Page 3, 27th December 1940

27th December 1940
Page 3
Page 3, 27th December 1940 — "Towards a Christian Social Order": Point IV

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Organisations: Bank of England
Locations: London


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"Towards a Christian Social Order": Point IV


all and will prevent any to the harm of another.

IN the dictionary Industry is described as " habitual employment in useful work." In turn Work is defined as " to engage or be engaged in bodily or rental effort." It can therefore he deduced that Industry is " the habitual employment in useful bodily or mental effort."

For the purpose of my argument it is essential that this should he understood because people habitually think that " Industry " is confined to those who work in factories, mines or shipyards. Nothing of the sort is in fact the case: anyone who by his or her effort contributes to the common good, be he or she factory worker domestic servant, lorrydriver or crossing sweeper, is in Industry and the only people who ale not arc those comparatively fen who batten on the industrious worker and, like parasites, seek from him the result of his effort, which ought rightly to be his own reward. Generally speaking, these parasites can be grouped under two heads—moneylenders and landlords—but each of them needs a separate article to explain how they prey on the people and are the root economic cause of social injustice and international vsarS.

The point i wish to impress on your reader is that anyone who does an honest day's useful work in any capacity is in Industry, and that everyone can be skilled in his job, be he crossing sweeper or engineer, and so contribute the maximum to the common good.

We need to examine just why in all our great centres of population—or indeed in agricultural districts for that matter — the worker lives in poverty and slums and is rarely secure in his occupation, whereas the people who, compared with what they have, contribute little to the common good, live in palaces and idle security.

What Would Mars Think ?

Imagine yourself uesceriding on this earth as a visitor from Mars, where you've been told that on earth men work to produce all the good things they desire, and on asking to be driven to the places where these marvellous men live, you arrive at the Mile End Road! You would not be impressed after all you bad been told of the wonders of the fruits of the earth. No doubt your guide on hearing your complaint would urge patience and hurry you back again via that monumental casino, the Bank of England, to Park Lane and the West End of London, and you would probably throw a fit when you discovered that the people who do least useful work live in those luxurious surroundings.

It is perfectly true that inuustry should function in such a way as to secure the best results for all engaged in it directly or indirectly. Let us examine why it does not.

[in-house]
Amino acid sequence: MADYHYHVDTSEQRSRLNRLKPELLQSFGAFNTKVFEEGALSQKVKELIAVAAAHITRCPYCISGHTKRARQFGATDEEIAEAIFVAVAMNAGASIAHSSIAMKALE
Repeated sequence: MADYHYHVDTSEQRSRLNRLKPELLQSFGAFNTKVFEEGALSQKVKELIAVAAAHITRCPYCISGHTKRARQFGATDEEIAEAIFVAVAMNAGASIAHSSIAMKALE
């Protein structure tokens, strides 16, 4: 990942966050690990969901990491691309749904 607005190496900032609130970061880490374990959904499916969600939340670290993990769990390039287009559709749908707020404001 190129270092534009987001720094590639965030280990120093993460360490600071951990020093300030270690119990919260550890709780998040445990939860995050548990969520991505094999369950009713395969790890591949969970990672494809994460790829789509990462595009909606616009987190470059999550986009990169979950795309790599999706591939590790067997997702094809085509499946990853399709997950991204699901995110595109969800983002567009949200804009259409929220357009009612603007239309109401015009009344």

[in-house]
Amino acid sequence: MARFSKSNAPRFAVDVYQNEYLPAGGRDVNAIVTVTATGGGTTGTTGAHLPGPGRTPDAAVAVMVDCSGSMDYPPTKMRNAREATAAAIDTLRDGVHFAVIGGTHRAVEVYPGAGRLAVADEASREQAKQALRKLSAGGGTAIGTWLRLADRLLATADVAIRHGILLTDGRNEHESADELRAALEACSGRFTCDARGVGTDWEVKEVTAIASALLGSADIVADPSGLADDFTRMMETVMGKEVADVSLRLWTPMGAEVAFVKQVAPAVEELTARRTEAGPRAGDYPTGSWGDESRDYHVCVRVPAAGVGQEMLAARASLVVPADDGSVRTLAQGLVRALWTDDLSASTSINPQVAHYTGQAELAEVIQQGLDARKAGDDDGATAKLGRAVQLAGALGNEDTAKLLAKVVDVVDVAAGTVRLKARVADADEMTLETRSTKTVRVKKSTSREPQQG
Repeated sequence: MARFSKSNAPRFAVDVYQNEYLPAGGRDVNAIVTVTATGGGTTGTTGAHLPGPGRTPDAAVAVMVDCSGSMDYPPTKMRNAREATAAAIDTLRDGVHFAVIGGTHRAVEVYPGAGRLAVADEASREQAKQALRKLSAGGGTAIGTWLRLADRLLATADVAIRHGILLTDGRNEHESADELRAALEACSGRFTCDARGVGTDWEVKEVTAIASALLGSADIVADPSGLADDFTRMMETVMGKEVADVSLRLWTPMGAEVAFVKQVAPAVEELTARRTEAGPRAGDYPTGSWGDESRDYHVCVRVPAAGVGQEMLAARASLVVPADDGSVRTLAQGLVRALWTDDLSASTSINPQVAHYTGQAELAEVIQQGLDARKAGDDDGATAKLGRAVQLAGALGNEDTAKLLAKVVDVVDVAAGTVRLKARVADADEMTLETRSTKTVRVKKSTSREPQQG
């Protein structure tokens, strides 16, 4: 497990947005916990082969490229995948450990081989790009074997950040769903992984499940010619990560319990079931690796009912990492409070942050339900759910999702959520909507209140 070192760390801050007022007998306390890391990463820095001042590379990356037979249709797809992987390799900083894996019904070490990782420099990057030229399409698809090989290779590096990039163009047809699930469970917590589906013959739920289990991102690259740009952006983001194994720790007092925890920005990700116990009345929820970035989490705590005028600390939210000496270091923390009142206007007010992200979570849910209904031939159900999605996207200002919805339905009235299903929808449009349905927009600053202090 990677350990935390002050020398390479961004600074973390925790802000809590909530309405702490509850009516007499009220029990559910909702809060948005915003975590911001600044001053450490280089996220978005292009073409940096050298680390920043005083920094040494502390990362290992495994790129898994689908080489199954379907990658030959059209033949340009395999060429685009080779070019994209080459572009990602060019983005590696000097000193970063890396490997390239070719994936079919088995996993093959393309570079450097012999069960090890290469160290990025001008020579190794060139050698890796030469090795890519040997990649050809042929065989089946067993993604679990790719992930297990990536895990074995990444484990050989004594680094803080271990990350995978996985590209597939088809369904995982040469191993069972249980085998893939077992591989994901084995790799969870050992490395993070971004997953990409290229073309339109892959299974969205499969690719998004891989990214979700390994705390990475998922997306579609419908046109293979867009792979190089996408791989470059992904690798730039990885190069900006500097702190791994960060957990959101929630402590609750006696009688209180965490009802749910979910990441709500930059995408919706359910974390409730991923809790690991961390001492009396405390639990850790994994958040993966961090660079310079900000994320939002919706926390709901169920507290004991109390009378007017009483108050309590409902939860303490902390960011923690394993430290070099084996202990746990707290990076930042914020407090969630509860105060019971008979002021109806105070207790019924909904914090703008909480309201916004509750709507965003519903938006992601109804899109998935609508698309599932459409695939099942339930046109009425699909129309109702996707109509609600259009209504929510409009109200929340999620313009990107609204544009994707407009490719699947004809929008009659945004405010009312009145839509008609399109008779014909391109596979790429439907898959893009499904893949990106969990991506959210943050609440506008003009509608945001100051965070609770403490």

The problem confronting the working man, be he factory hand or clerk, only differs in degree from that of the employer. Whereas the one undcr the present system is its perpetual fear of losing his job, the other spends his life in a desperate struggle to keep his works full. It does not seem to have occurred to either that economic security, free of the artificially-manipulated boom-slump system, is really possible.

To-day there exists greater power of producing wealth than ever before and yet both worker and employer, who themselves constitute the consumer, have to work and struggle with not less but greater intensity. Man, being an insatiable animal, there never should be a lack of demand (slump); one man whilst capable of meeting his own needs is quite incapable of meeting his desires—there is always a big gap between the two. This gap or out-of-balance multiplies as population increases—a million men are out of balance to the tune of a million times one man and the whole world two thousand million times as much. There ought therefore in a properly organised society to be an ever-growing demand for the things men need and want and slumps should never appear.

More People than Jobs

Another thought. Under existing arrangements there are always more people than jobs.

Even In war-time with 75 per cent. of the population engaged on the useless and wasteful pursuit of war we have 7.50,000 able-bodied people out r.f work! There is something radically wrong that this should be so. Why is it that there Is lots of money available for war purposes and for the making of machines which are only useful for blowing other people to pieces yet the moment anyone suggests that the skilled unemployed should be put to producing real wealth, which we all want, there is no money available? The mumbo-jumbo economists advising the Government and some of the Treasury officials should be tried in the courts on a charge of treason for this stupidity 1 It is true that conditions for the workers

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